Co-Culture Conditions

All cultures to induce cytokine production by the DC clones, monocytes, and CDDC were done, as described (9). In brief, cells were suspended in C-IMDM such that 1–2x104 were added in 0.050 ml volumes to flat-bottom wells (96-well plates) pre-plated with EC (A549-WT, clones, HpEC, or medium alone –all at 0.100 ml). Likewise, the same volume and cell numbers were added to round-bottom wells containing 0.100 ml vol. of 0.5–1.0x105 MS or medium alone. Immediately after adding DCs, monocytes, or CDDC, 0.050 ml of 4x stimulus (e.g., IL-3, anti-IgE, or medium alone) was added and the cultures incubated as indicated at 37°C, 5% CO2. In some instances, soluble Gal-3 was added in place of EC and MS. Supernatants were harvested after 20h unless otherwise indicated and tested for cytokine secretion.

Real-Time RT-PCR

Total RNA was isolated using the Trizol protocol (Tel-test, Inc, Friendswood, Tex). After isopropanol precipitation, RNA was washed with ethanol before resuspending in DNase-free water. This RNA was then subjected to the “RNA cleanup” protocol (Qiagen Corp., Germantown, MD) and quantified using Nanodrop. Quantitative RT-PCR was performed using validated primer/probe combinations for FcεRIα (Applied Biosystems, Foster City, CA).

Cytokine Measurements

Supernatants were analyzed for TNF-α and IL-6 protein by ELISA (ThermoFisher. Grand Island, NY).

Statistical Analysis

Statistical analyses were performed with Prism 7.0 software (GraphPad, Software, LaJolla, Calif.) Analyses were performed using Wilcoxon non-parametric and/or paired t-test analyses unless otherwise specified. Differences were considered statistically significant at a P value <0.05.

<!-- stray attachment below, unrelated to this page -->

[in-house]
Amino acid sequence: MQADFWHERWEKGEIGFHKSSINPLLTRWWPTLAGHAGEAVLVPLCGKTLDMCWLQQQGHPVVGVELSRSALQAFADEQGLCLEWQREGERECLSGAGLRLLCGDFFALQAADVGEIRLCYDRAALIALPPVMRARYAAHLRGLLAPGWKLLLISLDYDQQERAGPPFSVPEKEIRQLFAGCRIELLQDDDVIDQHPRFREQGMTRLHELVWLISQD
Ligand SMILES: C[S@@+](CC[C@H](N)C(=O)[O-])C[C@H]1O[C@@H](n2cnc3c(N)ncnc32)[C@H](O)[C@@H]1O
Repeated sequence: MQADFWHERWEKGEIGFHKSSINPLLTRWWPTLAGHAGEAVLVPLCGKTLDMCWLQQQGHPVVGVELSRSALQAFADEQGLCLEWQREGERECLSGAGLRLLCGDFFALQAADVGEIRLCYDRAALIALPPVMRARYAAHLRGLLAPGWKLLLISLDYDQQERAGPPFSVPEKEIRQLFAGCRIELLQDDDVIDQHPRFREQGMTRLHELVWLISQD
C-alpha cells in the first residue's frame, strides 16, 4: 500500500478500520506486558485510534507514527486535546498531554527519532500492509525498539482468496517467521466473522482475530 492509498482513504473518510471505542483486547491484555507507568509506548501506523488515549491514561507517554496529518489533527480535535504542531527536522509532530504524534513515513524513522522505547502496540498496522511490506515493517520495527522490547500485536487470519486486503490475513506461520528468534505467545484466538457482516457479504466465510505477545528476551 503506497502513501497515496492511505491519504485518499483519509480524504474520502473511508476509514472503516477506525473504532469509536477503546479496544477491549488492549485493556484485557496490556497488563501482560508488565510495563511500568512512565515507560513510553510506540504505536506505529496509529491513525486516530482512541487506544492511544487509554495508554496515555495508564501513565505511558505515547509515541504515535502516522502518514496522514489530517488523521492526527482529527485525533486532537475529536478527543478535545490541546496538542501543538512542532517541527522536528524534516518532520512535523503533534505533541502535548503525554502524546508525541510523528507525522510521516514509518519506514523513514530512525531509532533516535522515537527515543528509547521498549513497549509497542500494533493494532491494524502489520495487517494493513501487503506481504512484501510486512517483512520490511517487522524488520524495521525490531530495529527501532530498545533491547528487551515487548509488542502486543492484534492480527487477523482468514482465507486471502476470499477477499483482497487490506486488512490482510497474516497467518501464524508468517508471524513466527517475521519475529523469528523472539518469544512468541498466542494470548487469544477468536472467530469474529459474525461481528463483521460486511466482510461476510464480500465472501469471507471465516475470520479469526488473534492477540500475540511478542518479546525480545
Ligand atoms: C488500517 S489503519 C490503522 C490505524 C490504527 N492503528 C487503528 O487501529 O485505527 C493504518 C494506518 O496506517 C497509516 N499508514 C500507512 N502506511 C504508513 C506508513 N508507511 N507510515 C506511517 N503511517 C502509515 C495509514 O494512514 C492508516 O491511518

Results

Gal-3 Activates Human Blood DC for Pro-Inflammatory Cytokines: Matrix-Bound vs. Solution

We began by testing Gal-3 for its capacity to induce TNF-α and IL-6 from pDC and mDC isolated from blood. However, we had previously shown that Gal-3, when used in solution, did not readily activate basophils compared to when it is coupled to a solid matrix (10). Therefore, we compared whether DCs are likewise activated by microspheres (MS) conjugated with Gal-3 (MS-Gal-3) vs. using this lectin in solution (sGal-3). As shown in Figure 1, sGal-3 activated both pDC and mDC for TNF-α and IL-6 but only at concentrations ≥50 ng/ml, which far exceed the levels commonly reported in plasma, even during disease states reporting the high levels of this lectin (22). For comparison, MS-Gal-3 activated both DC subtypes to produce more of each cytokine, either significantly or with a strong trend, than those induced using sGal-3 at 100 ng/ml. Comparable activity, in fact, was only observed when sGal-3 was used at the highest concentration tested, 1,000 ng/ml.

FIGURE 1